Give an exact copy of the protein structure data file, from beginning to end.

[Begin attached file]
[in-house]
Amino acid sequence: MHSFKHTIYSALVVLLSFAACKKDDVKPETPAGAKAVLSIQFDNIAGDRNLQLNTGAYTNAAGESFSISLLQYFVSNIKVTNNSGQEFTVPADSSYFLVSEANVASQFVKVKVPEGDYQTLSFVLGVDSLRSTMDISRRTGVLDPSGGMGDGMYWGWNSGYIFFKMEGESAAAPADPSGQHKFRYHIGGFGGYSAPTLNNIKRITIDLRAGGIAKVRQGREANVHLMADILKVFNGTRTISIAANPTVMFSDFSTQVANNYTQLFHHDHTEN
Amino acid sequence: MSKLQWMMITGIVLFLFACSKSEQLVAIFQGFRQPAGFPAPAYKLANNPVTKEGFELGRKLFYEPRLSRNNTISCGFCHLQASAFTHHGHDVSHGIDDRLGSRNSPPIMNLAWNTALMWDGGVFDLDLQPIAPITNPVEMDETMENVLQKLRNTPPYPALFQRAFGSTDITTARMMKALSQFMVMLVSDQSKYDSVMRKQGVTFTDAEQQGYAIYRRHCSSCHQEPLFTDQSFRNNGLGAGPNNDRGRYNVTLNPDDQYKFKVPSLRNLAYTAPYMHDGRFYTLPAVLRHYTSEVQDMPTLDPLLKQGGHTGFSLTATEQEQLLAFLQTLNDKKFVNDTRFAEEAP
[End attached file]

[in-house]
Amino acid sequence: MHSFKHTIYSALVVLLSFAACKKDDVKPETPAGAKAVLSIQFDNIAGDRNLQLNTGAYTNAAGESFSISLLQYFVSNIKVTNNSGQEFTVPADSSYFLVSEANVASQFVKVKVPEGDYQTLSFVLGVDSLRSTMDISRRTGVLDPSGGMGDGMYWGWNSGYIFFKMEGESAAAPADPSGQHKFRYHIGGFGGYSAPTLNNIKRITIDLRAGGIAKVRQGREANVHLMADILKVFNGTRTISIAANPTVMFSDFSTQVANNYTQLFHHDHTEN
Amino acid sequence: MSKLQWMMITGIVLFLFACSKSEQLVAIFQGFRQPAGFPAPAYKLANNPVTKEGFELGRKLFYEPRLSRNNTISCGFCHLQASAFTHHGHDVSHGIDDRLGSRNSPPIMNLAWNTALMWDGGVFDLDLQPIAPITNPVEMDETMENVLQKLRNTPPYPALFQRAFGSTDITTARMMKALSQFMVMLVSDQSKYDSVMRKQGVTFTDAEQQGYAIYRRHCSSCHQEPLFTDQSFRNNGLGAGPNNDRGRYNVTLNPDDQYKFKVPSLRNLAYTAPYMHDGRFYTLPAVLRHYTSEVQDMPTLDPLLKQGGHTGFSLTATEQEQLLAFLQTLNDKKFVNDTRFAEEAP